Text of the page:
To convince you further….. The Tooth Fairy Pillow Pattern is a freebie at the Rebecca Page shop so if you don’t need it right now pop it in your cart anyway because all in all, it’s such a fun, quick project, and also a great gift idea. Possibilities are endless as you can use the pattern as a guide to stimulate your imagination. Perhaps it’s worth getting your children involved in sewing this one.

** This post contains affiliate links to Rebecca Page

Mama Leilani Top by Peach Patterns

I’m trying really hard to catch up on some blog posts and the reality is those that were drafted 1 year ago or more are probably never going to be posted, especially for the kids clothes as they don’t fit them quite the same anymore.

Back to my stuff though, I tested the popular Mama Leilani Dress & Top by Peach Patterns back in November of last year using some stash fabric I took from my mum. I’m not quite sure what the composition is, it feels like a rayon but frays like crazy. Not that it matters as I’ve used it now and it suited the design of the Leilani.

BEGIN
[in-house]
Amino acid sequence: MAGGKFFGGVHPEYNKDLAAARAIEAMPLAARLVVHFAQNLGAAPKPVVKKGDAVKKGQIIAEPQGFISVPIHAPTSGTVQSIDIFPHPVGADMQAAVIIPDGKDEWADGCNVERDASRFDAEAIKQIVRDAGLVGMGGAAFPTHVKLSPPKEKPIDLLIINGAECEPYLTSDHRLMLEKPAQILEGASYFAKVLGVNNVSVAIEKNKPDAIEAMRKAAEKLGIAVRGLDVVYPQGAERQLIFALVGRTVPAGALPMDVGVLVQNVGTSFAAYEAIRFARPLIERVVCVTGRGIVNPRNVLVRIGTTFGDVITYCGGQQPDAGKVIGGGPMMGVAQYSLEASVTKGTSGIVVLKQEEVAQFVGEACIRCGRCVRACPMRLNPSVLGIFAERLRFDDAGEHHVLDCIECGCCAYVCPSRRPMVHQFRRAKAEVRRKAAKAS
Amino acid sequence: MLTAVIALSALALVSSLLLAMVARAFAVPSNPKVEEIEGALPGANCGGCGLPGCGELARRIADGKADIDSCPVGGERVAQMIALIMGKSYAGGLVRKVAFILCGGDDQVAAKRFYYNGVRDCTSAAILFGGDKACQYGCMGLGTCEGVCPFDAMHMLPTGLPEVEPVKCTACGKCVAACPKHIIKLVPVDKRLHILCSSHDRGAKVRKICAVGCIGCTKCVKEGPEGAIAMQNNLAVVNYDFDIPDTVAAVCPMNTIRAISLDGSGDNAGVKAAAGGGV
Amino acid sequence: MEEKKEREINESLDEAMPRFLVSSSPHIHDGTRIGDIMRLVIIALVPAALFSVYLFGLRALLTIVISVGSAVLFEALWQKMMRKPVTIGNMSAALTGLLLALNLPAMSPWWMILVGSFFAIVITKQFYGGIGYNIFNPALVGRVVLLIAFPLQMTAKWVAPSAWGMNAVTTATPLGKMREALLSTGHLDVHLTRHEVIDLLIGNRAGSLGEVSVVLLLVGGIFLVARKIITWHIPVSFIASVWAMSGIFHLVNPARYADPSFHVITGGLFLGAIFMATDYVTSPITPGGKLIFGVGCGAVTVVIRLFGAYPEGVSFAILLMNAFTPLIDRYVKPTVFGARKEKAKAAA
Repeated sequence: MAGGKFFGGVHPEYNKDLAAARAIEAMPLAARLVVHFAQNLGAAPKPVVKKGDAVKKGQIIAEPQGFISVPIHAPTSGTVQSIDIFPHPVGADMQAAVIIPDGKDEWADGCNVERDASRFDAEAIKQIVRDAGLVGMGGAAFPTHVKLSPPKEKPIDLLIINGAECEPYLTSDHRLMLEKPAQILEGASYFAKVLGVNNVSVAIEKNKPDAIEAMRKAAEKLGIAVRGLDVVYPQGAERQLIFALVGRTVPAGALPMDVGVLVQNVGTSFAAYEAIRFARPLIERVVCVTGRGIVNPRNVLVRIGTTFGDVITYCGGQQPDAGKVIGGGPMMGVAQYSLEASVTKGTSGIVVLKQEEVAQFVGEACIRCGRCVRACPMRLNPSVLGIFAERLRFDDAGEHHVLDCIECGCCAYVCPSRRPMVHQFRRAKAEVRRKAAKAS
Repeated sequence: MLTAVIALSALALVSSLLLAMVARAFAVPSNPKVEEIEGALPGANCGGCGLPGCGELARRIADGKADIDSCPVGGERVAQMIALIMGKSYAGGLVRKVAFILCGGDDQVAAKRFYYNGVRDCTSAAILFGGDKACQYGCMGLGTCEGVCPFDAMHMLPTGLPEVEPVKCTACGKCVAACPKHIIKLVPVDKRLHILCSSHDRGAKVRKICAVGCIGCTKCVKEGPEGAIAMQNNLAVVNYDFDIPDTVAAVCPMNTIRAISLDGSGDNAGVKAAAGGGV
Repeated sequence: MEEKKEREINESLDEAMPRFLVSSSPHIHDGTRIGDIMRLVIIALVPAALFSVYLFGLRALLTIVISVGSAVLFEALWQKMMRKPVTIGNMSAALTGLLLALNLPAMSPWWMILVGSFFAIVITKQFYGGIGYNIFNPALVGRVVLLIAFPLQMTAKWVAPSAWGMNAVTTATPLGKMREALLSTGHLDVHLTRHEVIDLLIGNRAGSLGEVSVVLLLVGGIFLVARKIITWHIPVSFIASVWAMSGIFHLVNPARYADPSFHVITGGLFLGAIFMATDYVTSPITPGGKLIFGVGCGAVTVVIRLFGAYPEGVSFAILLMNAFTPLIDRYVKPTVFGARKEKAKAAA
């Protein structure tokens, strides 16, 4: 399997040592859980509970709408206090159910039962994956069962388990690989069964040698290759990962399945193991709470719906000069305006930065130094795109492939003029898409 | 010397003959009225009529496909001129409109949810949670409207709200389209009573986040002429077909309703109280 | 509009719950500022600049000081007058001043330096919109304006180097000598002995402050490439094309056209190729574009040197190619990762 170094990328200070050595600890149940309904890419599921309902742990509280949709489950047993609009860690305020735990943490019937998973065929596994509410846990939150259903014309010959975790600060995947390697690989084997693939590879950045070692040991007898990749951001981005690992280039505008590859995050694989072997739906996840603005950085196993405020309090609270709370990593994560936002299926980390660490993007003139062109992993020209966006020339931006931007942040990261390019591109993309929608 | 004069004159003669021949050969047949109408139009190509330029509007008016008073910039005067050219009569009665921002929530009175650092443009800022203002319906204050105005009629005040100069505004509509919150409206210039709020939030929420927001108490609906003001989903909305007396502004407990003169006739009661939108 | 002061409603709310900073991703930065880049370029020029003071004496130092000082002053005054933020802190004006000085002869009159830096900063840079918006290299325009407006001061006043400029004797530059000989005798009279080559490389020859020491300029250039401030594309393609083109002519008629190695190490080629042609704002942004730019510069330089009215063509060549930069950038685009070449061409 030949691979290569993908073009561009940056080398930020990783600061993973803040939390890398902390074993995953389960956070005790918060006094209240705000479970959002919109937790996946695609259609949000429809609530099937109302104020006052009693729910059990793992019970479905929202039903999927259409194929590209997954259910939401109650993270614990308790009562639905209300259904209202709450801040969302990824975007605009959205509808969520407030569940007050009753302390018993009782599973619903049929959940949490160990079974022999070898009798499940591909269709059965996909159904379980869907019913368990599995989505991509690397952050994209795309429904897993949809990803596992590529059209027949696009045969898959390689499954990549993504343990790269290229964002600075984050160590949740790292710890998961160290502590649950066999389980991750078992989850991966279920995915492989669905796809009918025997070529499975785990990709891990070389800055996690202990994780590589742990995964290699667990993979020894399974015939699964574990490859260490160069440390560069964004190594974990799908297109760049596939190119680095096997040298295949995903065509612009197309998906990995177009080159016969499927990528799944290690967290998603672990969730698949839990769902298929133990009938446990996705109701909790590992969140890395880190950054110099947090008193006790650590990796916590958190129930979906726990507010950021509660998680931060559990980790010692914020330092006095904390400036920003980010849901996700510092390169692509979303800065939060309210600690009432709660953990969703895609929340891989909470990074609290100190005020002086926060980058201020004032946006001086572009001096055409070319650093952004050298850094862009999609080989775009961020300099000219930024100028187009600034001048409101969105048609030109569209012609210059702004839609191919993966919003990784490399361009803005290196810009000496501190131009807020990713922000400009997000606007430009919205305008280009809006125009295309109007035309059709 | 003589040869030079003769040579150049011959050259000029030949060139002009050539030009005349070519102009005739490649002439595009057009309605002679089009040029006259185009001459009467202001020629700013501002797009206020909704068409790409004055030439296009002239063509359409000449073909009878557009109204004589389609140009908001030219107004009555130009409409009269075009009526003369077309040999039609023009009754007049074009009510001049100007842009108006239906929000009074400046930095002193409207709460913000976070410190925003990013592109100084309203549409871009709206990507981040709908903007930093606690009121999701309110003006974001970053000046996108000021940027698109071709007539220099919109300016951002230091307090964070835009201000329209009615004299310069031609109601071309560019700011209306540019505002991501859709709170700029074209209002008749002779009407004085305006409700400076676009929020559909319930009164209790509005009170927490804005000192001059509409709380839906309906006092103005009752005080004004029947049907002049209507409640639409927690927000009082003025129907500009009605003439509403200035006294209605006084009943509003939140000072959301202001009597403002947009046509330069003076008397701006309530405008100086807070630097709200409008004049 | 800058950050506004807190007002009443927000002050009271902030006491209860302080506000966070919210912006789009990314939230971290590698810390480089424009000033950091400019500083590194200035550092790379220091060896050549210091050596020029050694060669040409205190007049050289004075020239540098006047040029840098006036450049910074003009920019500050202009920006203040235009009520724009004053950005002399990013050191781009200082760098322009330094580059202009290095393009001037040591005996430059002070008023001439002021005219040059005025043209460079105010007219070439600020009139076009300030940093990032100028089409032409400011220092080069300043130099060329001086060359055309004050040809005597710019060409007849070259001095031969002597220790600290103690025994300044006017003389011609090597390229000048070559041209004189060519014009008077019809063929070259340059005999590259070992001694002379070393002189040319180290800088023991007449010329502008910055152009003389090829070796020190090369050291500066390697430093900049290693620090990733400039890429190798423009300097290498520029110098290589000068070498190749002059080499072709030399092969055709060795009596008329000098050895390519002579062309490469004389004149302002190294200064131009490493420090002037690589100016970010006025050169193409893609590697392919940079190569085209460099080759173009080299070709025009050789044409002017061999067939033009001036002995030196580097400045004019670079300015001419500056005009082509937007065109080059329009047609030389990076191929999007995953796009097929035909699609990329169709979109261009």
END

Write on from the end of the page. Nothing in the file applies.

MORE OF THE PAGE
This pattern is really versatile and there is lots to like about it with both top and dress options and a single or double ruffle overlay. The dress can be made knee length or a high-low 3/4 length. There aren’t any closures to worry about and has narrow shoulder ties. There is a detailed photo tutorial to make the straps adjustable with bra-style ring and sliders. Sizes are from  US 2 (Aust/UK 6) (Eur 34) through to US 16 (Aust/UK 20) (Eur 48).

I ended up making the top with the single overlay. It’s a quick sew and has a nice, neat finishing at the neckline. The ruffle and top is finished with a narrow rolled hem. This pattern is best made up in light weight woven fabric to get a nice flowing garment.